While speaking with newsmen, Babalakin insisted that the Council followed due process in the removal of Ogundipe. He said, ‘Most people don’t know what the powers of the Council are vis-à-vis the removal of the Vice-Chancellor. I assure you that there was full compliance with the law in the removal of the Vice-Chancellor. If you read the Universities Miscellaneous Act 2009, the Visitor has no role in the removal of Vice Chancellors. It’s a decision of the Council and if the Vice Chancellor believes that he hasn’t been removed properly, the appropriate thing to do is, as stated in the law, for him to write an appeal to the Visitor.’

It is not certain if Babalakin is referring to a different law, if it’s the same Universities Autonomy Act 2003. It is glaring that he omitted or maybe misinterpreted some steps.

The war of egos between Ogundipe and Babalakin was reported to have rankled high when Babalakin had petitioned the Malam Adamu Adamu, the Minister of Education that Ogundipe was organising the convocation ceremony of the university without involving the key stakeholders in the university community. This led to the indefinite suspension of the graduation ceremony.

While Ogundipe dismissed the Council’s statement by saying that he remained the Vice Chancellor, the University Senate led by Prof. Bola Oboh asserted that Wale Babalakin made sure that the tenure of some strong members of the Senate ended before he used the Dagari report as his sword of Damocles. He also said that the removal of the Vice Chancellor did not follow due process. The UNILAG ASUU seems to be on the side of VC Ogundipe when it stated that the Council lacked the powers to remove the Vice Chancellor. The ASUU, led by Dr Dele Ashiru, its Chairman, had also declared that Babalakin was henceforth persona non grata in the university at its congress. On the flipside, the SSANU seems to be on the side of Wale Babalakin as they had earlier called on the Pro-chancellor to overhaul the UNILAG financial infrastructure perceived to be run by a cabal.

Meanwhile, Oladejo Azeeez, the Registrar of the University, had responded to the ASUU, reminding it that under the 1999 Constitution and the Trade Union Act, the ASUU had no powers to restrict the movement of Wale Babalakin in the University. It therefore disassociated itself from the decision of the ASUU UNILAG Congress.

If the Babalakin-led Council ended its misinterpretation at removing Ogundipe, one may have concluded that it was a minor misstep probably fuelled by their passion to stop a corrupt official from continuing in office, especially since it had taken the Council more than a year to act definitively on the Dagari audit report. But the Pro-Chancellor’s goof did not end there. Barely 24 hours after they removed the then Vice Chancellor, the Registrar and Secretary to the Council, Mr Oladejo Azeez, announced the appointment of Professor Theophilus Soyombo as the acting Vice Chancellor of the institution. This was another glaring disregard to the Universities Autonomy Act and the University of Lagos’ Act.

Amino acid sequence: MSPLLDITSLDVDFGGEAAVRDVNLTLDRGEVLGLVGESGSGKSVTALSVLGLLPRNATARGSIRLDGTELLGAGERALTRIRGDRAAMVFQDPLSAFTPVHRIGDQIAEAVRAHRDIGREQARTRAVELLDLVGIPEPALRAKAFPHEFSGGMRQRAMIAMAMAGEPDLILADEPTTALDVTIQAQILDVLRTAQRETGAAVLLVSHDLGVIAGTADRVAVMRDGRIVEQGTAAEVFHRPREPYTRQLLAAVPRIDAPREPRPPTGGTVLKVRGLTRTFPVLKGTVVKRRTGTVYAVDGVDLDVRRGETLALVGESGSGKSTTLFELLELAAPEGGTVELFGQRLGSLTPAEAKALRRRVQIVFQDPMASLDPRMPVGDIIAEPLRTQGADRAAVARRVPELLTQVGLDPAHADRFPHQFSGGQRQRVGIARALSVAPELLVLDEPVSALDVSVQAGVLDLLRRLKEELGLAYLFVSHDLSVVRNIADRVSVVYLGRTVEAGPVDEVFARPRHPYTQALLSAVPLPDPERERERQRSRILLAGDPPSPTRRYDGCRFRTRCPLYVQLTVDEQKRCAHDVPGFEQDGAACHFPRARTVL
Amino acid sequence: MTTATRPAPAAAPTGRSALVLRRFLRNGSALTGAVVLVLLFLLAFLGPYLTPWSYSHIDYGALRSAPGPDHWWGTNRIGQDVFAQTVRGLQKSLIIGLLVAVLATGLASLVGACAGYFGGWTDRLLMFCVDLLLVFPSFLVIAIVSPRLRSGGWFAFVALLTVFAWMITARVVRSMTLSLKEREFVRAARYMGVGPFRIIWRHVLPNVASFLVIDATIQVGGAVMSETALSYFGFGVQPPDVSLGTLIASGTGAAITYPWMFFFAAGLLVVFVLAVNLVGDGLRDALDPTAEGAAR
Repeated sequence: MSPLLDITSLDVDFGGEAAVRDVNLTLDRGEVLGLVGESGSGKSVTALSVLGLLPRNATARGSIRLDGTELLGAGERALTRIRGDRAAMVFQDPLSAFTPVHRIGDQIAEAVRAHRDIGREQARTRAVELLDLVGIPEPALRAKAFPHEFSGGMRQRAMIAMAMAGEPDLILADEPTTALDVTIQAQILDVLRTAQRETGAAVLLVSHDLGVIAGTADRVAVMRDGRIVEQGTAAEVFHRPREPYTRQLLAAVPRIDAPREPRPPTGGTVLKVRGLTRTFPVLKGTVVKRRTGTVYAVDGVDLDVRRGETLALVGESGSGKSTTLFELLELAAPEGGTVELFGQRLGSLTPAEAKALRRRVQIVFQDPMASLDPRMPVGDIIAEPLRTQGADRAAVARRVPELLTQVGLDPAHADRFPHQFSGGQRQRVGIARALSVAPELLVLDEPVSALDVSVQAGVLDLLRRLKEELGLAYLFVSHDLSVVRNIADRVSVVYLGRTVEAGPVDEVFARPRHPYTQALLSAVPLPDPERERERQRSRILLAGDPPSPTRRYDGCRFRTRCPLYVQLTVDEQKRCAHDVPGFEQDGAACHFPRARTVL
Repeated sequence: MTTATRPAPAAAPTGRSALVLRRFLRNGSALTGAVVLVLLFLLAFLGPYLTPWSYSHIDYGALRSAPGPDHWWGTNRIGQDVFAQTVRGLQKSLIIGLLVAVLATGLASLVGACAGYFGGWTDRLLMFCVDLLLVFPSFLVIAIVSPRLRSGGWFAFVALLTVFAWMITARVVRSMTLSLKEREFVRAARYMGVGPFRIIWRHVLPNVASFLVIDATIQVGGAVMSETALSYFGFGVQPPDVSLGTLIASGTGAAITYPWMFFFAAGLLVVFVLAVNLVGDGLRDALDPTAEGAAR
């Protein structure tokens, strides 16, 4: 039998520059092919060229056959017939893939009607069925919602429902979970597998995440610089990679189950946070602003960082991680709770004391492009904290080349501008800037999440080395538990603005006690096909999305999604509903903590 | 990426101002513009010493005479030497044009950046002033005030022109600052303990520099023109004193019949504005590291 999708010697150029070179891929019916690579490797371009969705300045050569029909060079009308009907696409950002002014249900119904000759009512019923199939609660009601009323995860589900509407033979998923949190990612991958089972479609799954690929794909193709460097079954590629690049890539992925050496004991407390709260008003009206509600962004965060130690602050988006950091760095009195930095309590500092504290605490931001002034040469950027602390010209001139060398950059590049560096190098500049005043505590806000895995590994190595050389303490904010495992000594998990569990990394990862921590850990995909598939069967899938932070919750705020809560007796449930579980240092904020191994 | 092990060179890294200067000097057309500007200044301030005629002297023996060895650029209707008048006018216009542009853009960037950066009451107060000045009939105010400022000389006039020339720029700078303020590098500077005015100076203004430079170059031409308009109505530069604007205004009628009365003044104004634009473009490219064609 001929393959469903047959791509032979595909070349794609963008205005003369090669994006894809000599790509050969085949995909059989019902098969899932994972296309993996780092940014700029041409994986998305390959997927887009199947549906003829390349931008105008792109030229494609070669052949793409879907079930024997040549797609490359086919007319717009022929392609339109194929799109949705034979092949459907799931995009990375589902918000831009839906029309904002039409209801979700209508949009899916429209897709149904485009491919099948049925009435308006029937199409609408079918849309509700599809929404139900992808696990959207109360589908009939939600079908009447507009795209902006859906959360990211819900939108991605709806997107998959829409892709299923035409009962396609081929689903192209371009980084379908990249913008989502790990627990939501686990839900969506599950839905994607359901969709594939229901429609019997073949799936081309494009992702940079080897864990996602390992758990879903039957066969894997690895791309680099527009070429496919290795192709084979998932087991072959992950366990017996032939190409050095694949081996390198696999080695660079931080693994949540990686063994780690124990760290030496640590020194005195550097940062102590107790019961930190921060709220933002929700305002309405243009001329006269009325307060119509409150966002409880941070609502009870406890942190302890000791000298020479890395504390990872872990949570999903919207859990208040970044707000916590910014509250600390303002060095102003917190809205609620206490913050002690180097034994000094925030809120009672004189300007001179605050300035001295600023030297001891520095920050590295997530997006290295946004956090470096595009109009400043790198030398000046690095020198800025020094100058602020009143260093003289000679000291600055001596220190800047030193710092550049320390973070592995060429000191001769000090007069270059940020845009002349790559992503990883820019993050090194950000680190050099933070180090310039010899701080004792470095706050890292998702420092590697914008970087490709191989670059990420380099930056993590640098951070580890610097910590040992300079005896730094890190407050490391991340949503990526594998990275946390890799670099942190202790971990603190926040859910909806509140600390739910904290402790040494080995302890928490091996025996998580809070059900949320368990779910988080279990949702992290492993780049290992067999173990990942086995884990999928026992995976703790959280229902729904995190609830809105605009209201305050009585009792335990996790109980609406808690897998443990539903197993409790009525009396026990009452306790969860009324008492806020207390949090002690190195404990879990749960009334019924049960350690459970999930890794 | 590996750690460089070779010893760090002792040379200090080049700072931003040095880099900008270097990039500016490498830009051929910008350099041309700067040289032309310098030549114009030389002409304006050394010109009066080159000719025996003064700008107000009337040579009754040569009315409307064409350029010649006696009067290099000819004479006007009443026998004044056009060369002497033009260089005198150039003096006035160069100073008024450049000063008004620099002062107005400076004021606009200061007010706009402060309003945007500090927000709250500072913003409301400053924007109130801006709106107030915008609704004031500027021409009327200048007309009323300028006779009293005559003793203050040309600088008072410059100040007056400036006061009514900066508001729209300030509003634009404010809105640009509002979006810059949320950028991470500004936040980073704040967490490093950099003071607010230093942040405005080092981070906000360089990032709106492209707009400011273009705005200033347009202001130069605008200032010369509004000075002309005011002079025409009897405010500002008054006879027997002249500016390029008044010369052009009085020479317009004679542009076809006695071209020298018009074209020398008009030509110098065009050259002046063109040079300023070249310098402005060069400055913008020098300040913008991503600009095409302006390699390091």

To appoint an acting Vice Chancellor, Section 3 subsection 13 of the Universities Autonomy Act states that ‘In any case of a vacancy in the office of the Vice-Chancellor, the Council shall appoint an acting Vice Chancellor on recommendation of the Senate.’ There is no record to show that the Babalakin-led Council consulted with the Senate before it announced Professor Soyombo as the acting Vice Chancellor which is another strike against it.

All of these blatant disregard or misinterpretation of the law did not inspire confidence in Dr Babalakin. The recent actions by the Federal Government seem to back this assertion. On August 22nd, the Federal Government asked the Vice Chancellor and the Pro-Chancellor to recuse themselves pending investigations by the Special Visitation Panel set up by the President. In the same vein, the government also removed Professor Soyombo as acting Vice Chancellor of UNILAG. That would make him one of the shortest serving acting VCs ever. While both Babalakin and Ogundipe had to return to their homes with their tails and egos tucked, Providence seems to be at work when the Federal Government appointed the new acting Vice Chancellor. The government appointed Mr John Momoh as acting Chairman of UNILAG’s Governing Council, and the Council has gone on to confirm the appointment of Professor Folasade Ogunsola as acting VC . Professor Ogunsola was appointed by the Senate of the University of Lagos.

Folashade Ogunsola is a Professor of Clinical Microbiology at the College of Medicine. Her research interest is in clinical diagnosis and disease prevention and control. She is also a honourary consultant microbiologist and infectious disease specialist in infection control and antibiotic resistance. Ogunsola has done a lot of research work on the management of viral diseases especially Human Immuno-deficiency Virus, HIV. She earned her first degree from the University of Ife (Obafemi Awolowo University) and a masters degree from the College of Medicine, University of Lagos. She later bagged her PhD from the University of Wales in 1997. She was Deputy Vice Chancellor Development Services before assuming the office of the acting Vice Chancellor. She was once the provost of the College of Medicine, University of Lagos. She is also a principal investigator at AIDS Prevention Initiative in Nigeria, at the University of Lagos. Ogunsola has two decades experience in infection control and management. She is the first female Vice Chancellor of the university.

Adebare-Anthony is a writer and editor based in Lagos

Categories: Education